daughter during a family holiday abroad. Confronted with a package insert he was
unable to understand, he realised there was a gap in the market for a resource that would
provide trusted information on medicines in a language he understood, regardless of
where he was in the world. Since then Lattuada has strived to create myHealthbox as a
dedicated source of vital medical and health product information for consumers on all
platforms: PC, tablets and mobile devices.
In a few short years, myHealthbox has become a leading provider of digital healthcare
information services, providing freely available, trustworthy data for both consumers and
health professionals. myHealthbox gives pharma and healthcare companies a unique
platform for simple and interactive sharing of healthcare information regardless of
electronic device or geography.
Compared to inaccessible government websites or local databases which require a
subscription, myHealthbox is a free and easy to use service, and allows companies to
exchange high quality healthcare data in a simple digital format for web browsers,
smartphones and eReaders.
myHealthbox works on two levels. Firstly it is an intuitive search engine providing digital
patient information leaflets, ranging from traditional pharma medicines to over-the-
counter and alternative therapies, to medical devices, topical creams and nutritional
supplements. With already over 2 million leaflets available in 35 languages
myHealthbox is rapidly expanding. Every year the site receives over 5000 requests for
product information that is not listed, demonstrating the high demand for information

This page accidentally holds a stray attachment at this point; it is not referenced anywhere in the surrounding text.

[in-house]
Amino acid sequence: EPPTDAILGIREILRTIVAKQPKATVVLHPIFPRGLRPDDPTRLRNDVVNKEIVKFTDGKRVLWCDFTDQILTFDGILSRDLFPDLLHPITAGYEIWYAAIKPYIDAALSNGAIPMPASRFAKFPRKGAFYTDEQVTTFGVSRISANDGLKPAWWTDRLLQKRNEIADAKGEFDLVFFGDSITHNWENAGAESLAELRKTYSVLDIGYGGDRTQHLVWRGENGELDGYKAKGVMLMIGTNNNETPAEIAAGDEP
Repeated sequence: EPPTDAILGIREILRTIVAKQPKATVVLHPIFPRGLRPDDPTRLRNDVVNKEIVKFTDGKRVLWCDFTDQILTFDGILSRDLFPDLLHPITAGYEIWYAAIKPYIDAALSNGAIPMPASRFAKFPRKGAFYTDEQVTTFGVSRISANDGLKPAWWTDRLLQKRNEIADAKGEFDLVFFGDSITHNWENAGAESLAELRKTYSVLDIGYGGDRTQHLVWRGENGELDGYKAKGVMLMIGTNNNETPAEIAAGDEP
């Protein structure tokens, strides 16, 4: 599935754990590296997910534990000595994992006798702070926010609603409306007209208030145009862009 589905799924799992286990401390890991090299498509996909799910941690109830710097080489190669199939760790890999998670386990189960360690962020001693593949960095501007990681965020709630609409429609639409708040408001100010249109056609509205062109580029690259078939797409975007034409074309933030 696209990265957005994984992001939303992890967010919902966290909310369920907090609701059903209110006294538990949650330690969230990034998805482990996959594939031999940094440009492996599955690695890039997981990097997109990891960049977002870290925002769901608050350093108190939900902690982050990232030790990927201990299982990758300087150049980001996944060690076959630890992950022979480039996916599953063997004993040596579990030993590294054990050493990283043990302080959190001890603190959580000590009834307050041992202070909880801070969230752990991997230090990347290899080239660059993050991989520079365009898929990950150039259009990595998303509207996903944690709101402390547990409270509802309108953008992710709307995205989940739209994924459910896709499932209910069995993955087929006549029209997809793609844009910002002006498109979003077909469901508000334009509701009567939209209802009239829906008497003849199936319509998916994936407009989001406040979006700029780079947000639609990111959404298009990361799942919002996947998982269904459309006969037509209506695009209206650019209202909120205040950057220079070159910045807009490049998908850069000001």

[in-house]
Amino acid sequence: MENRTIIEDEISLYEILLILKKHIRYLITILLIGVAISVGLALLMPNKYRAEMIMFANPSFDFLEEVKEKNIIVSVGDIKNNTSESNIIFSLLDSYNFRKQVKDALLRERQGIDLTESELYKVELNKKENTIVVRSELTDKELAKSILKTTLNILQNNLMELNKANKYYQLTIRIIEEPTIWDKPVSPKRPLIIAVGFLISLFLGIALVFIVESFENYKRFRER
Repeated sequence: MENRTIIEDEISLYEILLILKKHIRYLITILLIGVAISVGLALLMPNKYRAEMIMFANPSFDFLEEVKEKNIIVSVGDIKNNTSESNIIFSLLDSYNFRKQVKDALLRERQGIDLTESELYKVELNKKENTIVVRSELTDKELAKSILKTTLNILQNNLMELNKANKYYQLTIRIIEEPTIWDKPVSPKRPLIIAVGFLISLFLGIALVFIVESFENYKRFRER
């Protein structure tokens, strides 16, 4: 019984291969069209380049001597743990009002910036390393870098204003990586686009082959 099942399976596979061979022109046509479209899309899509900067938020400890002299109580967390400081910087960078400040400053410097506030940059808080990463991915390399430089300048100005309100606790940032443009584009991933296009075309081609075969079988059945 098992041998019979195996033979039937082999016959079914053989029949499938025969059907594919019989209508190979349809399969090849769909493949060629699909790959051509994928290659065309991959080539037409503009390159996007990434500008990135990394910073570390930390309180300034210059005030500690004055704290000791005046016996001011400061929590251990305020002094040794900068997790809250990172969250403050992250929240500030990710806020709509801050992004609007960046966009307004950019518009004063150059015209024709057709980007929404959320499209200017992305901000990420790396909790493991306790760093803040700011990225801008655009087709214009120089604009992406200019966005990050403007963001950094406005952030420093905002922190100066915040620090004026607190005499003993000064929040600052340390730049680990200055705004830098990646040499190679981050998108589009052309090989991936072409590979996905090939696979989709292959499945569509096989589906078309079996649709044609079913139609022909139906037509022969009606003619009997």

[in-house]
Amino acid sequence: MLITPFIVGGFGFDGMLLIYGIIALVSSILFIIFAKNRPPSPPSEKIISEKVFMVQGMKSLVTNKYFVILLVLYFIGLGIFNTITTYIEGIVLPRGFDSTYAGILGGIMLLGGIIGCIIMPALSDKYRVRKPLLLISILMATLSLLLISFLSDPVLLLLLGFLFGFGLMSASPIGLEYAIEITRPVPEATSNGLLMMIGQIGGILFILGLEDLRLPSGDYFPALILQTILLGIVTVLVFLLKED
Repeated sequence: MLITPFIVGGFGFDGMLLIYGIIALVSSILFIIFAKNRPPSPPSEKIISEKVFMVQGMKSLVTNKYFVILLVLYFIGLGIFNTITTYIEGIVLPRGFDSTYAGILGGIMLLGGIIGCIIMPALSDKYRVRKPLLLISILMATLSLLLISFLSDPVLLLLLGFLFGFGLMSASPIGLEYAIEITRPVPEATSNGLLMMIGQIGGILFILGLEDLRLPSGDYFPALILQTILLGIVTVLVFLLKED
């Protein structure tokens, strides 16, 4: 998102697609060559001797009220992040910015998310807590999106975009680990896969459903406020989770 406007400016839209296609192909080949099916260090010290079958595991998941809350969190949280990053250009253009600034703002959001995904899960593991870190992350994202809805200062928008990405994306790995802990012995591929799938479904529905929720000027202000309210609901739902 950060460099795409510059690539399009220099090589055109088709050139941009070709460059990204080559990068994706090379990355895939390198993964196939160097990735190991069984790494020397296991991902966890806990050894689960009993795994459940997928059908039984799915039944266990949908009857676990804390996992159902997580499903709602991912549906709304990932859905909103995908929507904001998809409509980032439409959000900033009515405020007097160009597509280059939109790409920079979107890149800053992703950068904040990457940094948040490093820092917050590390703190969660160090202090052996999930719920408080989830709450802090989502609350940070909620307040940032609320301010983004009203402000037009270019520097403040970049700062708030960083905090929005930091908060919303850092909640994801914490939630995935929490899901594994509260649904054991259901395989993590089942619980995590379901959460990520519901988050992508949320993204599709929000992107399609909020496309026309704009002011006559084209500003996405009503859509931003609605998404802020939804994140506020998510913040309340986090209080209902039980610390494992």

from consumers and professionals around the world, and particularly reflecting the
geographical trends in the rise of internet use, such as across Asia.
With its rapidly expanding database, pharma and healthcare companies are seeing the
advantages of myHealthbox for providing digital product information for consumers, and
technical documents or summary of product characteristics (SPCs) for professional users, so widening the availability and distribution of trusted high quality information which can be readily updated as required.
Secondly, myHealthbox uniquely offers additional valuable services to extend the
availability of healthcare data via the innovative eLeaflet format.
The eLeaflet is simple to read and navigate on different mobile platforms and has a
number of unique features:
• Extended product information with intelligent text in multiple languages, to legally
• Images with both audio and video for enhancing patient knowledge and confidence
• Interactive services such as electronic adverse reactions forms, contact forms or
customer satisfaction surveys to connect in real time
• Drug interaction alerts and package expiration alerts for improved patient safety
In a world of growing numbers of internet users and increasing demand for digital health-
related information, myHealthbox could be the solution for a single source of freely
available, up to date, quality healthcare information, benefitting consumers, professionals
and healthcare companies alike.
Where to get more information on myHealthbox
For consumers and member of the public simply register with myHealthbox for free
access to 1.5m patient leaflets. Click here to register https://www.myhealthbox.eu
For healthcare professionals, please register as a myHealthbox Professional User to
access more detailed medical information. Follow the link here to register
If you are a company and would like to know more about the myHealthbox eLeaflets as
the advanced technological solution to expanding your products exposure and improving
patient safety, register as a company here http://www.eleaflet.eu/ and refer to the
eLeaflet website for more information, then simply contact the sales team for advice on
products and pricing http://www.eleaflet.eu/pages/prices
myHealthbox, the myHealthbox logo, eLeaflet and the eLeaflet logos are all registered trademarks of Youbiquitus Mobile Solutions srl